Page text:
Accounting complexity, misreporting, and the consequences of misreporting
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I examine whether accounting complexity in the area of revenue recognition increases the probability of restating reported revenue. I measure revenue recognition complexity using the number of words and recognition methods from the revenue recognition disclosure in the 10-K and a factor score based on the number of words and methods. Tests reveal that revenue recognition complexity increases the probability of revenue restatements, and these restatements are the result of both intentional and unintentional misreporting. Furthermore, complexity moderates the consequences of restatement—lower incidence of AAERs, less negative restatement announcement returns, and lower subsequent CEO turnover—suggesting that stakeholders of the firm consider accounting complexity when responding to misreporting.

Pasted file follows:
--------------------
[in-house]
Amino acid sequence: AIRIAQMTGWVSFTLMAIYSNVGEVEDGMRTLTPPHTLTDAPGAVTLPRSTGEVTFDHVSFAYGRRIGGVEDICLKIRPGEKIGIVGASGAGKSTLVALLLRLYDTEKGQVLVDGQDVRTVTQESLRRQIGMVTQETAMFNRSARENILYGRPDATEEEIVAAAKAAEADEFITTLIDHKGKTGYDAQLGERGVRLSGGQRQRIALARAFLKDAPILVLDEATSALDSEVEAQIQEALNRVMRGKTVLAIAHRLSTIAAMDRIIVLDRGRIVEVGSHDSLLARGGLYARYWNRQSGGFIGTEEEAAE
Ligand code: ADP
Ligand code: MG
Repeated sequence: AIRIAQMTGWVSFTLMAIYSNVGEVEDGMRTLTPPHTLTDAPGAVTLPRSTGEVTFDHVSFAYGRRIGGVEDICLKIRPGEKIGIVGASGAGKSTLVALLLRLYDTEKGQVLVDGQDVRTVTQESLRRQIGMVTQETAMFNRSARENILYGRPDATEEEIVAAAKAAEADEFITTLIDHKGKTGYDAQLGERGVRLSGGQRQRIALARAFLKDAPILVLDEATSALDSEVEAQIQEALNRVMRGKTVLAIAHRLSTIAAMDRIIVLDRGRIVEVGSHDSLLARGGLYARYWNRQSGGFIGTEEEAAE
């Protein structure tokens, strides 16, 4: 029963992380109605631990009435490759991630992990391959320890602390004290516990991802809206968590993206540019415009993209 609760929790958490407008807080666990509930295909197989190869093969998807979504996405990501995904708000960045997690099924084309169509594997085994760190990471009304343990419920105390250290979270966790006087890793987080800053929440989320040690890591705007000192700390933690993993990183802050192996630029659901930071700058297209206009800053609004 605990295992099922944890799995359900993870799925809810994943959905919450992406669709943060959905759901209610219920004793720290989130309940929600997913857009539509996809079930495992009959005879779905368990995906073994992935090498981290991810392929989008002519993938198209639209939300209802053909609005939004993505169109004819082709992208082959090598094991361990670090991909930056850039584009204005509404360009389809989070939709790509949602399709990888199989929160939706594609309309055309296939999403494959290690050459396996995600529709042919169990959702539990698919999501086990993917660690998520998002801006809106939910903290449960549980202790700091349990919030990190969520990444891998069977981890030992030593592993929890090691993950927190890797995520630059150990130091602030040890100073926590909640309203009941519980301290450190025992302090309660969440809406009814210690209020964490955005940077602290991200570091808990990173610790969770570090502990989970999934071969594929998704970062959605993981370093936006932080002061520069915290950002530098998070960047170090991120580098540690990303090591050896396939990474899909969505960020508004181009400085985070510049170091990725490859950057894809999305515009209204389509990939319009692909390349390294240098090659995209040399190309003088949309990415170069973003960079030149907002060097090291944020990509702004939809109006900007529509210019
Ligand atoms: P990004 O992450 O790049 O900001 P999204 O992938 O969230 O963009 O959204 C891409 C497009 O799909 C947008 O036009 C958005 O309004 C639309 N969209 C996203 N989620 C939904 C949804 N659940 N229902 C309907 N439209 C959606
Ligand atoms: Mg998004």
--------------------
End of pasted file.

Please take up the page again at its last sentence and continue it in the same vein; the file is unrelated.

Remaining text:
KeywordsMisreporting Restatement Revenue recognition Accounting complexity Restatement consequences
JEL ClassificationG38 M41
This paper is based on my dissertation at the University of Michigan. I appreciate the guidance and advice of my dissertation committee members, Russell Lundholm and Ilia Dichev, and especially my chair, Michelle Hanlon. Author also thankful to the following for helpful comments: David Guenther, Angela Davis, Judson Caskey, Lian Fen Lee, K. Ramesh, Jeff Wilks, Cathy Shakespeare, Chad Larson, Peter Demerjian, anonymous reviewers, and workshop participants at the University of Michigan, Washington University (St. Louis), University of Oregon, and Northwestern University.
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